Claremont's slogan could just as easily be: "They come for the degrees; they stay for the trees."
At the center of town are the seven Claremont Colleges (often referred to as the "seven sisters"): Claremont McKenna, Claremont Graduate University, Harvey Mudd, the Keck Graduate Institute of Applied Life Sciences, Pitzer, Pomona College and Scripps College.
Graduates, smitten by the foliage, the abundance of parks and the downtown Village area with more than 25 restaurants and eateries, often make Claremont their permanent home.
The colleges aren't the only evidence of brainpower.
Intelligent planning and foresight have been Claremont hallmarks since early citizens planted trees when the city incorporated in 1887.
Claremont owes its unified look to deliberate planning, strict regulations regarding the size and height of signs and an active architecture commission.
Another Claremont planning principle, the placement of 21 neighborhood parks, many adjacent to public schools, enhances the city's feeling of open space and enables schools to use neighborhood facilities.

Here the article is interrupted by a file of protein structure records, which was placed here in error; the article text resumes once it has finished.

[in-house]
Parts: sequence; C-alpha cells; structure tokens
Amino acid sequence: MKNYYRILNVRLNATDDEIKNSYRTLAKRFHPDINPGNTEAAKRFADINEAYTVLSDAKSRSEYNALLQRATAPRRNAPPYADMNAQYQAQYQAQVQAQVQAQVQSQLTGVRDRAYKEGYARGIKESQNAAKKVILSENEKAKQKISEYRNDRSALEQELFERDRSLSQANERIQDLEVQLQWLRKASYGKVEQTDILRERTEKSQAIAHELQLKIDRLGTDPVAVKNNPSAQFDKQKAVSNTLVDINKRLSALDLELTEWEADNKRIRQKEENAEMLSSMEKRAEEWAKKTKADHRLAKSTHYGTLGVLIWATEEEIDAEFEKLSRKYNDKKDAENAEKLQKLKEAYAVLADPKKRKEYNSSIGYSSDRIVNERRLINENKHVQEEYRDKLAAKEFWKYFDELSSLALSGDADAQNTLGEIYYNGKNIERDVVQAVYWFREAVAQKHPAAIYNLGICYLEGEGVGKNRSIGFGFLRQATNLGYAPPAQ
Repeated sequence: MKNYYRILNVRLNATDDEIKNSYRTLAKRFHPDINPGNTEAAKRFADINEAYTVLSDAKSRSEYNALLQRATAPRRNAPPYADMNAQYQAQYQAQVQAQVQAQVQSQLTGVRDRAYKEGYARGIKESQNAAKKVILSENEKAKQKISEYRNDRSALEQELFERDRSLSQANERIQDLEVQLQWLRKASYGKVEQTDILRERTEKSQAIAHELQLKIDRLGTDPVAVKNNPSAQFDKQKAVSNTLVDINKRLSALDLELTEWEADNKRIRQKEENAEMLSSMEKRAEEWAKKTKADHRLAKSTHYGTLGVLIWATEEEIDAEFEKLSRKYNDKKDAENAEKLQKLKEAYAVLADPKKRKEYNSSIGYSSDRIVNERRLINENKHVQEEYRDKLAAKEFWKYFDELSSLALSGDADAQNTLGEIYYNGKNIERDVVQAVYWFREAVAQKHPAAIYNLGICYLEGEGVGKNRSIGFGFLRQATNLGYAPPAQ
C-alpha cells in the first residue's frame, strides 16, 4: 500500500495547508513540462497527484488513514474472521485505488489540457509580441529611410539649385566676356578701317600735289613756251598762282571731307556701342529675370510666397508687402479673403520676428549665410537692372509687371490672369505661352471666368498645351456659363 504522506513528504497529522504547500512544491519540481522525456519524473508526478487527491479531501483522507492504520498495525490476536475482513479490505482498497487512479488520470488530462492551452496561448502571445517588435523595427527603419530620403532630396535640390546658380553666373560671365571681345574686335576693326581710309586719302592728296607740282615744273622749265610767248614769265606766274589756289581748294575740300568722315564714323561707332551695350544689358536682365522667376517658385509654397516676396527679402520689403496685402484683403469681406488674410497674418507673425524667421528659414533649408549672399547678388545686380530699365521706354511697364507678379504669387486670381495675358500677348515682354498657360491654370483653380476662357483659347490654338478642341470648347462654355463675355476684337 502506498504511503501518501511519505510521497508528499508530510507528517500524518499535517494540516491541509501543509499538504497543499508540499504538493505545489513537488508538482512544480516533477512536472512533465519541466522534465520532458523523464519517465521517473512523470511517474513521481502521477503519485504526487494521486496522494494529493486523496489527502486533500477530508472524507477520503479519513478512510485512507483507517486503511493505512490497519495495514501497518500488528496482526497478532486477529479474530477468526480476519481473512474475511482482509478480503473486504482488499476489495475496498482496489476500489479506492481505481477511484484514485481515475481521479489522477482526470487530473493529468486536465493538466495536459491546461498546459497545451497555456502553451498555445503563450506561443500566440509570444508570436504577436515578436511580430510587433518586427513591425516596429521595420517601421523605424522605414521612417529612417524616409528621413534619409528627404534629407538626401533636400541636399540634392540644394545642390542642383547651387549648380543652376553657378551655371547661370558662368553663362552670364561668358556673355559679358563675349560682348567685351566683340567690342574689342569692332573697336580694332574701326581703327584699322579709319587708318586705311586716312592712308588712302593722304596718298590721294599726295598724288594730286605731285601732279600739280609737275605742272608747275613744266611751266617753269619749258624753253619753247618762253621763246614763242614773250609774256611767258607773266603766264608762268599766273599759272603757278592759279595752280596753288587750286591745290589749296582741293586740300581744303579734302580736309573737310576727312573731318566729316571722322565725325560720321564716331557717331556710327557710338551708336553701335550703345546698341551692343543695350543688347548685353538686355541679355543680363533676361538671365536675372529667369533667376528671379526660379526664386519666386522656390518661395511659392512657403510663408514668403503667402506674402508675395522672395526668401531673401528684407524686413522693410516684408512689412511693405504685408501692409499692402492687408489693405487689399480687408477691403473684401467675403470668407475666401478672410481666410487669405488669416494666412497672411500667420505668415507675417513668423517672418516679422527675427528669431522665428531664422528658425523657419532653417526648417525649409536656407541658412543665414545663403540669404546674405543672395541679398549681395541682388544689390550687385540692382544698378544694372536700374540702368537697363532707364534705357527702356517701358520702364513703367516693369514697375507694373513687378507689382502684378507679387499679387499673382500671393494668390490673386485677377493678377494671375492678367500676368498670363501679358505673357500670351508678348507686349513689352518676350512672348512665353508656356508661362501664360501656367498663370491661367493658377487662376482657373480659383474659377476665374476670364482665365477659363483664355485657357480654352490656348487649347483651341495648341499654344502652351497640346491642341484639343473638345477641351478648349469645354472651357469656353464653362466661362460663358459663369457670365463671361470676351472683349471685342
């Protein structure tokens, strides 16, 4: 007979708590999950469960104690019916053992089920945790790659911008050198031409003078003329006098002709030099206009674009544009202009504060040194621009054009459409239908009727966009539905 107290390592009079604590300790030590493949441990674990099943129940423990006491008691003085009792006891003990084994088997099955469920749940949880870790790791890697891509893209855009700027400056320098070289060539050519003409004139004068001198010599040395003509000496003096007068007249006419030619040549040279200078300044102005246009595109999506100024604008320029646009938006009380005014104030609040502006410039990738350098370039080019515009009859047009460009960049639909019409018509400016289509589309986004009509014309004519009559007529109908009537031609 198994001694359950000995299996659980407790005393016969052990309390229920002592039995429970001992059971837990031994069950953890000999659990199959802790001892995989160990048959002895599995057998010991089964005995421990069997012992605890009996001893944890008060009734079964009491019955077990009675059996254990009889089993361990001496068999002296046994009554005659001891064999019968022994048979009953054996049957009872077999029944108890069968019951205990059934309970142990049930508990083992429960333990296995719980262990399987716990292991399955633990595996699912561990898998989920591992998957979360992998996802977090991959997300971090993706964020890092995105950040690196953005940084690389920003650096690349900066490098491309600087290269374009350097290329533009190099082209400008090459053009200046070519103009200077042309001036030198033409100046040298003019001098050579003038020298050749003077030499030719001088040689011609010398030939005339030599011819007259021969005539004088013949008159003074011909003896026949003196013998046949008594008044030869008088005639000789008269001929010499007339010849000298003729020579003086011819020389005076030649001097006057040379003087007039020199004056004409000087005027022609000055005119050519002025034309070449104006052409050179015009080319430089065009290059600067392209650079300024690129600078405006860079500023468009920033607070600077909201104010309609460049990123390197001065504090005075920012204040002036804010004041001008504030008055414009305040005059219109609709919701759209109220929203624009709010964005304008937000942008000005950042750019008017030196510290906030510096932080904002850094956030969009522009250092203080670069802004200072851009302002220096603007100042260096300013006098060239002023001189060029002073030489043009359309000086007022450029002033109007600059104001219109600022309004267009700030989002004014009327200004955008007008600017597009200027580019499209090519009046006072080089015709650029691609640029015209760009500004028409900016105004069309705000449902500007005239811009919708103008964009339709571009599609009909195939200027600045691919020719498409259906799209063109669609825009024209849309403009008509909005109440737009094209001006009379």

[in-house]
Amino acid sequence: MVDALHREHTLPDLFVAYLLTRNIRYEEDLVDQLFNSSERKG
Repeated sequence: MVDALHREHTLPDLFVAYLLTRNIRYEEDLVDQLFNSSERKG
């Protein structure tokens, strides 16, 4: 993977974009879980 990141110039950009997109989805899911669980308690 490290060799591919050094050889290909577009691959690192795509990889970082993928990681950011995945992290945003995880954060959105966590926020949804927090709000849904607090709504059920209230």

In 1992, the city acquired 1,200 acres of foothill land and is preserving it as a wilderness park. The park is popular for hiking, strolling and mountain biking. A pending grant application could add 240 acres to the wilderness preserve.
Good news, bad news
The 210 Freeway extension, which was completed this year, has eased the commute for motorists and relieved traffic congestion on Foothill Boulevard and Baseline Road. But the freeway is also a sore point for many residents, who complain about the perpetual humming sound in their neighborhoods.
Seven elementary, one intermediate and one high school make up the Claremont Unified School District. The California School Recognition Program has designated eight of the nine as "distinguished schools." Scores on the API range from 644 to 851, out of a possible 1,000, in the elementary schools. The middle school scored 764 and the high school 782.
Finding a neighborhood in Claremont amounts to choosing a decade.
Vintage homes from the 1920s and '30s dominate the neighborhood next to the Village, where homes range from a 1,100-square-foot Craftsman for $400,000 to 4,000-square-foot Mediterraneans in the $1.2-million range.